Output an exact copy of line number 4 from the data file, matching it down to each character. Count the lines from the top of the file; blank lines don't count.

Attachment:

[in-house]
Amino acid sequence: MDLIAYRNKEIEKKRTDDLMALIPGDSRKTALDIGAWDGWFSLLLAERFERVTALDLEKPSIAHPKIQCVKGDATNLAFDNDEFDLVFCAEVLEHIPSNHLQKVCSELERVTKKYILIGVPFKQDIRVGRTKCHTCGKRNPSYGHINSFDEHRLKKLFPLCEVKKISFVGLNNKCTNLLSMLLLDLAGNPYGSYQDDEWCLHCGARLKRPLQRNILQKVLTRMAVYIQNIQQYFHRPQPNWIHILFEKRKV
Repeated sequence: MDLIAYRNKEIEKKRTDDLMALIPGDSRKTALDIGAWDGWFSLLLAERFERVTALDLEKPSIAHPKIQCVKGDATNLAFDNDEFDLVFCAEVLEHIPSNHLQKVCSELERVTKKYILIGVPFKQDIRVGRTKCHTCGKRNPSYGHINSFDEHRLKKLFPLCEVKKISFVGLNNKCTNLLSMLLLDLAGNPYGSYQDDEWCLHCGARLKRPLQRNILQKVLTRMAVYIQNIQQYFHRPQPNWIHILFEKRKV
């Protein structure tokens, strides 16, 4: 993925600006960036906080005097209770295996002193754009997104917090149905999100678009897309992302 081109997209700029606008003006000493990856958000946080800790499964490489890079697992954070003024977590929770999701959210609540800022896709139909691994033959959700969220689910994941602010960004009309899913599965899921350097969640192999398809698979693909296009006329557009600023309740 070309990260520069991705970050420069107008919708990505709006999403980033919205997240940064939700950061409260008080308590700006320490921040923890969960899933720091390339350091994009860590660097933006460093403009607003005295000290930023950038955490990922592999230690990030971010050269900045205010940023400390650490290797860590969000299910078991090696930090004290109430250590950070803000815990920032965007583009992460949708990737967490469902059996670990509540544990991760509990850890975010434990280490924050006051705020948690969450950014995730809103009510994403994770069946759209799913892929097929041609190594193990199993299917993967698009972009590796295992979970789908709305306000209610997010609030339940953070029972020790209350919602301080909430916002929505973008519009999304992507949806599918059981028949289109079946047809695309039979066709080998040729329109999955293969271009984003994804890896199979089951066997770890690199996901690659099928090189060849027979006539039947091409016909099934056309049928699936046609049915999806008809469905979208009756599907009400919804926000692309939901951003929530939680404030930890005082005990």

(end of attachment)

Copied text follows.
């Protein structure tokens, strides 16, 4: 993925600006960036906080005097209770295996002193754009997104917090149905999100678009897309992302 081109997209700029606008003006000493990856958000946080800790499964490489890079697992954070003024977590929770999701959210609540800022896709139909691994033959959700969220689910994941602010960004009309899913599965899921350097969640192999398809698979693909296009006329557009600023309740 070309990260520069991705970050420069107008919708990505709006999403980033919205997240940064939700950061409260008080308590700006320490921040923890969960899933720091390339350091994009860590660097933006460093403009607003005295000290930023950038955490990922592999230690990030971010050269900045205010940023400390650490290797860590969000299910078991090696930090004290109430250590950070803000815990920032965007583009992460949708990737967490469902059996670990509540544990991760509990850890975010434990280490924050006051705020948690969450950014995730809103009510994403994770069946759209799913892929097929041609190594193990199993299917993967698009972009590796295992979970789908709305306000209610997010609030339940953070029972020790209350919602301080909430916002929505973008519009999304992507949806599918059981028949289109079946047809695309039979066709080998040729329109999955293969271009984003994804890896199979089951066997770890690199996901690659099928090189060849027979006539039947091409016909099934056309049928699936046609049915999806008809469905979208009756599907009400919804926000692309939901951003929530939680404030930890005082005990």